[Snort-users] snortnet???

Dave Keener dkeener at ...376...
Thu Aug 24 14:02:50 EDT 2000


Has anyone had any luck getting snortnet to work?  I am trying to log alerts
to a central server but am having a difficult time understanding how to get
snortnet to work.  I understand the basics of how it works.  Just can't
figure out how to configure it with snort.

Dave

-----Original Message-----
From: snort-users-admin at lists.sourceforge.net
[mailto:snort-users-admin at lists.sourceforge.net]On Behalf Of Andreas
Maus
Sent: Thursday, August 24, 2000 1:08 PM
To: snort-users at lists.sourceforge.net
Subject: Re: [Snort-users] Re: rules and paranoia?!?


Dragos Ruiu wrote:
>
> Hi there Marty, forwarded your mail.
> I've taken the liberty of removing your address from the list reply
> in case you want to be anonymous about the potential attack.
>
> You wrote:
> > Heya,
> > I have been running snort for some days on my 2.7 obsd box.
> > Now today i got about 30 new IP dirs in my log area which means attacks.
> > But the files under them look like ICMP_PORT_UNRCH,  ICMP_TTL_EXCEED,
> > ICMP_HST_UNRCH, ICMP_TTL_EXCEED,
> > I dont know what those means i cant see if it some ports or which
attacks
> > they do.
> > Also at precisly 14:10 today i got about 26 ips all saying
ICMP_TTL_EXCEED
> > at the precis TIME!?
> > Could there be something wrong?
> > Do you have a list of what all that means?
>
> ICMP TTL exceeded means that the TTL of the packet (which is decremented)
> at every hop has reached zero and that node tossed your packet.
> The unreachable messages are sent back by hosts when you
> try to access addresses or ports that are not accessible.
>
> This could indeed be a test of an attack to do smething like DDoS you
> with ICMP messages....  multiple synchronized packets from multiple IPs
> would point to a bunch of DDoS clients acting synchronously.
>
> But paranoia is always a problem with IDS... it could also be an app
> locally on your side that sprayed a whole bunch of IPs with some bogus
> traffic and got back ICMP message from all of them when their stacks
> timed out at the same time (this would imply that all those IPs run the
> same OS).
>
> My recommendation: take two aspirin, be a little more careful in case
> someone is testing your perimeter, and check your logs again tomorrow
> morning. If you have really sensitive stuff to protect, maybe log all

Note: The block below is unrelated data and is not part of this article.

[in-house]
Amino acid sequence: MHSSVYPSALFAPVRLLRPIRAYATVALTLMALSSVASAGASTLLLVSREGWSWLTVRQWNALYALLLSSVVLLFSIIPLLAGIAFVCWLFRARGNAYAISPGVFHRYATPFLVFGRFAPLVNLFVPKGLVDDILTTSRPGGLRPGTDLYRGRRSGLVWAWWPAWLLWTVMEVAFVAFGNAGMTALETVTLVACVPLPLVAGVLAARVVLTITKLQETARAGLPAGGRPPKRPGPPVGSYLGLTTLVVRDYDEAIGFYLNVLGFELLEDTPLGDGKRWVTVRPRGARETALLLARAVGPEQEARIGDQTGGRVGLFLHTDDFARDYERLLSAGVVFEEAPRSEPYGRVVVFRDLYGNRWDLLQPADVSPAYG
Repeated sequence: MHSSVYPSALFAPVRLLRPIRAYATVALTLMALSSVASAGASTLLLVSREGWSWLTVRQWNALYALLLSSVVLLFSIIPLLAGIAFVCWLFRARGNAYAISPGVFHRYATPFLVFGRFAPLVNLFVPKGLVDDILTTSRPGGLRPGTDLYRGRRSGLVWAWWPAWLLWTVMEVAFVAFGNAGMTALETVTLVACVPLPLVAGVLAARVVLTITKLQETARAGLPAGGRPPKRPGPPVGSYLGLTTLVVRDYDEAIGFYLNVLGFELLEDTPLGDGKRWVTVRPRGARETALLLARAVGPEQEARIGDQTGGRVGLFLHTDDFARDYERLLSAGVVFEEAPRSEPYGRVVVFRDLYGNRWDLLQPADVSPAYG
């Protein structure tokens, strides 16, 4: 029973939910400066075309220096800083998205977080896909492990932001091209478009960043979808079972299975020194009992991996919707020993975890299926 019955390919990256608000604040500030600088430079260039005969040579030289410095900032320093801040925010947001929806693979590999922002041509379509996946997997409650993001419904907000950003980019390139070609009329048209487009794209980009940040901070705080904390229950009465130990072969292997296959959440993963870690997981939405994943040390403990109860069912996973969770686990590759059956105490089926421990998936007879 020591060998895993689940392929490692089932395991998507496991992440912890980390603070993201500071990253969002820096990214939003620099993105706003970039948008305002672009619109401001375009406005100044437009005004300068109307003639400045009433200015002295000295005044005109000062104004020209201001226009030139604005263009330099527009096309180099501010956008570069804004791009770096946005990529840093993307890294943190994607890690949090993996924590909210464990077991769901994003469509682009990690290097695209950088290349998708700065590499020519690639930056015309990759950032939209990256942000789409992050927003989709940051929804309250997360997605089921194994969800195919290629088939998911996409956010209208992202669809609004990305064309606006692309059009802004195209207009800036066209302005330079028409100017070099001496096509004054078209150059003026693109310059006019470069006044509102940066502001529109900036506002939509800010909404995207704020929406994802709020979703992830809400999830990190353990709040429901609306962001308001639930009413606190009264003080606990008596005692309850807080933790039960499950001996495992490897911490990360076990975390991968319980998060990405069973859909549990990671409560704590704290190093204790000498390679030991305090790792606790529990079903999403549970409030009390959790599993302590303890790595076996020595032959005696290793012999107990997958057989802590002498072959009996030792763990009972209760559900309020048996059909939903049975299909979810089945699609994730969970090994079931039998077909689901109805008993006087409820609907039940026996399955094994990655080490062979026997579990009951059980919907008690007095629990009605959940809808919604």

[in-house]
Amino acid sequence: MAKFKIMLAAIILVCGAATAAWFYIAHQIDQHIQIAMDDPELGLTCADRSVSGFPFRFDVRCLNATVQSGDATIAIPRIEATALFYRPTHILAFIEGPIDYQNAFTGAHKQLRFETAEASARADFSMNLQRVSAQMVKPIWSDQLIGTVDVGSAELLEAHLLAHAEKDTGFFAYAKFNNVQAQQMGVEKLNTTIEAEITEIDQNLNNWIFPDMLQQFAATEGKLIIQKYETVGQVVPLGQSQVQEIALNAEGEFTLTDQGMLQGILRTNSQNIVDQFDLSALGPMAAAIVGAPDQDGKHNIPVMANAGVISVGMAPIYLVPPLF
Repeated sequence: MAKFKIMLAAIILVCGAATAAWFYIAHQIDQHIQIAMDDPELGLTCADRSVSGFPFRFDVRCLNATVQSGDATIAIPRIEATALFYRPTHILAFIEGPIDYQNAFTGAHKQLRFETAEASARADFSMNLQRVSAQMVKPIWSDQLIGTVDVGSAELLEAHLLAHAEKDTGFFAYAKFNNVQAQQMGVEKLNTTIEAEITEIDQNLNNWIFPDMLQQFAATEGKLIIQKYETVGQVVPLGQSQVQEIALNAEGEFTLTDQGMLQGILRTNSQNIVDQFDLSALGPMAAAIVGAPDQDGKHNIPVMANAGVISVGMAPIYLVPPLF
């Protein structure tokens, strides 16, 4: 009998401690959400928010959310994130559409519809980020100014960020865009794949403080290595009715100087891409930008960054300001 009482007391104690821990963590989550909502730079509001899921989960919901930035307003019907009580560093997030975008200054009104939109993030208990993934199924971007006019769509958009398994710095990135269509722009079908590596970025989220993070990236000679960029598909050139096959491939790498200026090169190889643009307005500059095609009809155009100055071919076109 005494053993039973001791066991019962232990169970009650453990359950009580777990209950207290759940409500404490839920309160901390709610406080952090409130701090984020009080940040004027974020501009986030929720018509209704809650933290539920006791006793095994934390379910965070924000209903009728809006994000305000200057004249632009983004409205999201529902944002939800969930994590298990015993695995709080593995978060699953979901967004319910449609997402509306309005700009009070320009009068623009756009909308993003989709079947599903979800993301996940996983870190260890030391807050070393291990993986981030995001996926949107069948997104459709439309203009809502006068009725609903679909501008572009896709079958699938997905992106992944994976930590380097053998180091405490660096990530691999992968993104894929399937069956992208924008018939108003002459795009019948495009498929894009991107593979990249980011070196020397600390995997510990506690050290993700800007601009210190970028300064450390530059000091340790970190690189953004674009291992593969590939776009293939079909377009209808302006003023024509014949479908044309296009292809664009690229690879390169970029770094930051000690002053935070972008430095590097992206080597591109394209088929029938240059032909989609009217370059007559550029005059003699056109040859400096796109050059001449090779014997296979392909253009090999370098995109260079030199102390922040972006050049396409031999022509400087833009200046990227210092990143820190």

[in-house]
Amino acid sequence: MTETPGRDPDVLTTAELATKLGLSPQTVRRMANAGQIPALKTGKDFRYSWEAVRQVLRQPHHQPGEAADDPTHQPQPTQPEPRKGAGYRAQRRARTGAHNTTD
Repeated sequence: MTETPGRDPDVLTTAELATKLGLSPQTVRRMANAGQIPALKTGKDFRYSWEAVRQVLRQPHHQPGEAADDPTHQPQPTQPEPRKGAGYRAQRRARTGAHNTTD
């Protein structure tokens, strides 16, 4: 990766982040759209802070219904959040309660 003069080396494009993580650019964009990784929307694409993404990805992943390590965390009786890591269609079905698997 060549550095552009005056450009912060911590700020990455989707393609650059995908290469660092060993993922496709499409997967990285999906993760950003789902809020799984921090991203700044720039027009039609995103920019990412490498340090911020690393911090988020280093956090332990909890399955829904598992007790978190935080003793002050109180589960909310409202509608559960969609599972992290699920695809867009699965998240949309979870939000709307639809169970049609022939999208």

packets
> for a couple of days and spend a little time looking for strange stuff.
>
> A few errant ICMP messages is not something to start calling the admins of
> those sites over yet. Though some err... more tightly wound sysadmins
> seem to jump and send you nastygrams for even little stuff like this, I
would
> perceive this as overreaction....
>
> But I usually take a portscan and stuff like this as permission to
portscan
> back. :-)
>
> cheers,
> --dr
>
>  --
> dursec.com ltd. / kyx.net - we're from the future
> pgp fingerprint: 18C7 E37C 2F94 E251 F18E  B7DC 2B71 A73E D2E8 A56D
> pgp key: http://www.dursec.com/drkey.asc
> _______________________________________________
> Snort-users mailing list
> Snort-users at lists.sourceforge.net
> http://lists.sourceforge.net/mailman/listinfo/snort-users

The ICMP_TTL_EXCEEDED and the ICMP_PORT_UNRCH messages may be caused by
the
traceroute program running from your internal network.
Traceroute sends UDP packets to the destination host starting with a TTL
of 1.
The next router decrements the TTL and sends back an ICMP_TTL_EXCEEDED
to the sender.
Trace route sends the next packet with a TTL of 2, which has been
decreases by the first router
(to 1) and the second router to 0 and the second router sends back again
a ICMP_TTL_EXCEEDED.
And so on...If the UDP reaches the destination the destination host
sends back an ICMP_PORT_UNRCH
error, because traceroute sets the destination port of the UDP datagram
a very high value (usually
larger than 30000). Usually there is no user process on this port on the
destination host, so an
ICMP_PORT_UNRCH error is generated and send to the sender. Tracroute use
this ICMP_PORT_UNRCH to
determine, that the packet has reached its final destination. So you may
check (if you can) the
destination port of the UDP datagram encapsulated in the ICMP error
messages.

A more detailed information about the traceroute program can be found at
http://www.crosswinds.net/~hyena2k/ or (sometimes crosswinds.net seems
to be down) the mirror at
http://www.sedativa.f2s.com

Hope that helps...Andreas.

--
@---------------------------------------------@
|           email: andreas_maus at ...375...   |
|       http://www.bigfoot.com/~andreas_maus/ |
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